Australian EV to kick-start local car making
Three model line-up for Aussie electric car maker.
The emerging electric vehicle boom may be centred in places like China, the USA, Europe and Korea, but the technology is also throwing up opportunities for start-ups in Australia.
An Adelaide-based electric car maker is hoping to kick-start Australia’s dormant car-making sector with the launch of three new electric vehicle (EV) models and bold plans to eventually build more than 24,000 EVs per year.
Australia’s car making industry came to an end in October 2017, when Holden closed its Elizabeth, SA, plant. Now, start-up ACE EV Group is hoping to kick-start car making in the state with plans to build a range of EVs, including a delivery van, a ute and small passenger car.
The man behind the project, Queenslander Greg McGarvie said he had initially hoped to locate manufacturing in his home state, but a lack of support had seen him gravitate to South Australia.
Mr McGarvie, who is listed as managing director of ACE EV Group, said the company’s first locally assembled vehicle was built in the workshops of the Motor Trades Association of Queensland (MTA Queensland and the company was still hopeful of locating its research and development facilities in Queensland.
South Australian Senator Rex Patrick has thrown his support behind the project, calling on the Federal and South Australian Governments to embrace the opportunity to bring vehicle manufacturing back to SA.
Speaking after the announcement earlier this month that ACE EV had signed a Memorandum of Understanding with Victorian computer software company SenSen Networks to develop autonomous driving capabilities for its EVs, Senator Patrick urged both levels of governments to back the establishment of an EV manufacturing plant in Adelaide.
"Electric vehicles are the cars of the future. When it comes to EVs in Australia, we don't want to just be buying them, we want to be building them too," Sen Patrick said.
"This is a serious opportunity for the return of vehicle manufacturing to SA and one that should be embraced by both the Federal and State governments.
“It's about 2000 direct and indirect jobs and a billion dollars of annual local economic activity when the program hits its peak."
Mr McGarvie said ACE EV planned to launch its range of Australian-made light commercial electric vans and cars here, with the first of its three-model range due as soon as 2021.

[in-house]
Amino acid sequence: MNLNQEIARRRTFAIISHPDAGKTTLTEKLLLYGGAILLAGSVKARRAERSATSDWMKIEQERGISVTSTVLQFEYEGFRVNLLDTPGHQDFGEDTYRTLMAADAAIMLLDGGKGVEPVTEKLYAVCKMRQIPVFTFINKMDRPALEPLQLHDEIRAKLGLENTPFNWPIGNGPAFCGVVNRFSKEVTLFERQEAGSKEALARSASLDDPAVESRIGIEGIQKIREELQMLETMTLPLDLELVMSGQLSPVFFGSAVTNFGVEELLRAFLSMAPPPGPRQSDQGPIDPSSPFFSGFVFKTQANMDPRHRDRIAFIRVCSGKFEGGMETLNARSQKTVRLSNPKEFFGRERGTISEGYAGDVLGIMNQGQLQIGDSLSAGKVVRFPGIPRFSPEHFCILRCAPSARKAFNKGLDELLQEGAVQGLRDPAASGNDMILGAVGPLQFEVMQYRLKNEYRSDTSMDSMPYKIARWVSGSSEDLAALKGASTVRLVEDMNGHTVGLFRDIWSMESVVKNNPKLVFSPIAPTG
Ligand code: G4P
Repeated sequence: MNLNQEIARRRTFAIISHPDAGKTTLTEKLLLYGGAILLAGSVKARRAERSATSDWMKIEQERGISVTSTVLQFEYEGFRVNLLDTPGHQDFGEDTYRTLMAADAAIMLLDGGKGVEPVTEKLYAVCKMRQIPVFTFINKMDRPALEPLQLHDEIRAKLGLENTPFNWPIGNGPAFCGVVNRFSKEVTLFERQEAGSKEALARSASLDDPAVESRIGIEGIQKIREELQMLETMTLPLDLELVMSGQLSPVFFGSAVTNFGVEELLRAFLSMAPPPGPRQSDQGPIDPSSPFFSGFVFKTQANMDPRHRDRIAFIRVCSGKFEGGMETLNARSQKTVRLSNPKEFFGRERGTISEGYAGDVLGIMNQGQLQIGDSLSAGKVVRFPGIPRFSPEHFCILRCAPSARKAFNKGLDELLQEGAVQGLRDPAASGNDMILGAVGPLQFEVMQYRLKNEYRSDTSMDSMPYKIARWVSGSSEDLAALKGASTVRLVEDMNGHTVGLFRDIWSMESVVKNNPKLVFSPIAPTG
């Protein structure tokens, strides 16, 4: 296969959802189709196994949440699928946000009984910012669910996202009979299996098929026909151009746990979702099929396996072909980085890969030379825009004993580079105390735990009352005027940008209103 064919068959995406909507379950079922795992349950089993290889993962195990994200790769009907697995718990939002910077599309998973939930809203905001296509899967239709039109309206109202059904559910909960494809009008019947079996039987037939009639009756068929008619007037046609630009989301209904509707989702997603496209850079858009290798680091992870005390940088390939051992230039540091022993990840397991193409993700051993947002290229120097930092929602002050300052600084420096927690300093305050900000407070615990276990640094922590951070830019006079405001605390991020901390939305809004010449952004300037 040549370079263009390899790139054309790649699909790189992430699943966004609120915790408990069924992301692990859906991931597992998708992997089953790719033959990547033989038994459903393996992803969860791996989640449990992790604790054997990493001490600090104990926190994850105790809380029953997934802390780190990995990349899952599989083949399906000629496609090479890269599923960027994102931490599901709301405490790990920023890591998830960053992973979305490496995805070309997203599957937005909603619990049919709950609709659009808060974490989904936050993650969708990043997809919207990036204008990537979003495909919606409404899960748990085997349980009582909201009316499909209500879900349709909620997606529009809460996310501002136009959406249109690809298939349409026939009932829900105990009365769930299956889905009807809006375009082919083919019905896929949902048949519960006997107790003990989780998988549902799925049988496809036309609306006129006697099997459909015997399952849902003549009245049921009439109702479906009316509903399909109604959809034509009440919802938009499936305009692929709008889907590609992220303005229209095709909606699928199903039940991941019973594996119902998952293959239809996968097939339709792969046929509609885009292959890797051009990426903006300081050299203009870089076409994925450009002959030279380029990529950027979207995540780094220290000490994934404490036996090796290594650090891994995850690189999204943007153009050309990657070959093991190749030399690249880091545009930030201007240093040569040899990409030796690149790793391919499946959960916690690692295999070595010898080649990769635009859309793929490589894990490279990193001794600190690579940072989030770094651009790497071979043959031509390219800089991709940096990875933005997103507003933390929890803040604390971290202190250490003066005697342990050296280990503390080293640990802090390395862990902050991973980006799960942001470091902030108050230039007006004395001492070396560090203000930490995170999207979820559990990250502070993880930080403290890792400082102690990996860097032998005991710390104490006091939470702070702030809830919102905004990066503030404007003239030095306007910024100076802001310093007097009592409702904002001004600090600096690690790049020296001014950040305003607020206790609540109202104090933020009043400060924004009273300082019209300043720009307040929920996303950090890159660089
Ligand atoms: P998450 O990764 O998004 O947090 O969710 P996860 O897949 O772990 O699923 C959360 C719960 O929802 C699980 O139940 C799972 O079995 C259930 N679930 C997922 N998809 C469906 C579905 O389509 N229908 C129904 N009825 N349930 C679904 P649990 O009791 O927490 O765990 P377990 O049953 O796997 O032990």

The ACE Cargo is described on the company’s website as an electric commercial vehicle, with a maximum pay load of 500kg, and a driving range of 150-200km with a partial load. Charging time of its 23.2 kilowatt-hour lithium-ion battery is listed as a maximum of eight hours on a home AC charging system, with the option of faster high voltage DC charging. The Cargo’s 0-50km/hr acceleration is listed as “under 7-seconds” and its maximum speed at 100km/hr.
At 3900mm long, the Cargo is about the same length as a Toyota Yaris, but the van is wider and taller than the compact Toyota, with a piggyback-style canopy protruding over the cabin to maximise cargo space.
Another model, the ACE Yewt, appears to be based on the same platform and tech package, with identical dimensions and performance, but with an open tray instead of the cargo’s enclosed back section.
According to the ACE EV website, both models offer “safe, reliable technology (that) ensures maximum range and efficiency, in a comfortable, practical package that will pay for itself faster than any other fleet vehicle available.”
Also featured on the site is the ACE Urban, which is described as, “a four-seater lightweight and nimble city car.” There are few other details provided, other than images which show a small three-door hatchback that appears to be built on the same platform as the other models.
Standard features of all three vehicles include electric power-assisted steering, electric seat heating, hill hold control, tyre pressure sensor, alloy wheels, and an electronic stability control system.
Mr McGarvie said he was targeting an on-sale date for the Cargo of late 2021 with a price of $29,995, while the Yewt is priced at $25,995 and scheduled for on-sale in early 2022.
Online reservations are now open for both models, he said, while reservations for the $35,995 Urban would open in February, with an on-sale sale of mid-2022.
Mr McGarvie said he vehicles are designed in Germany and Taiwan, with a Chinese sourced battery and electric motor, and a sub-frame made of lightweight but high strength carbon-composite, with local assembly taking around 18 hours per vehicle.
The company plans to manufacture around 24,000 units per annum once fully operational, with 70% of production destined for overseas markets, thanks to a Smart Pack design that makes the product suited for export and local assembly.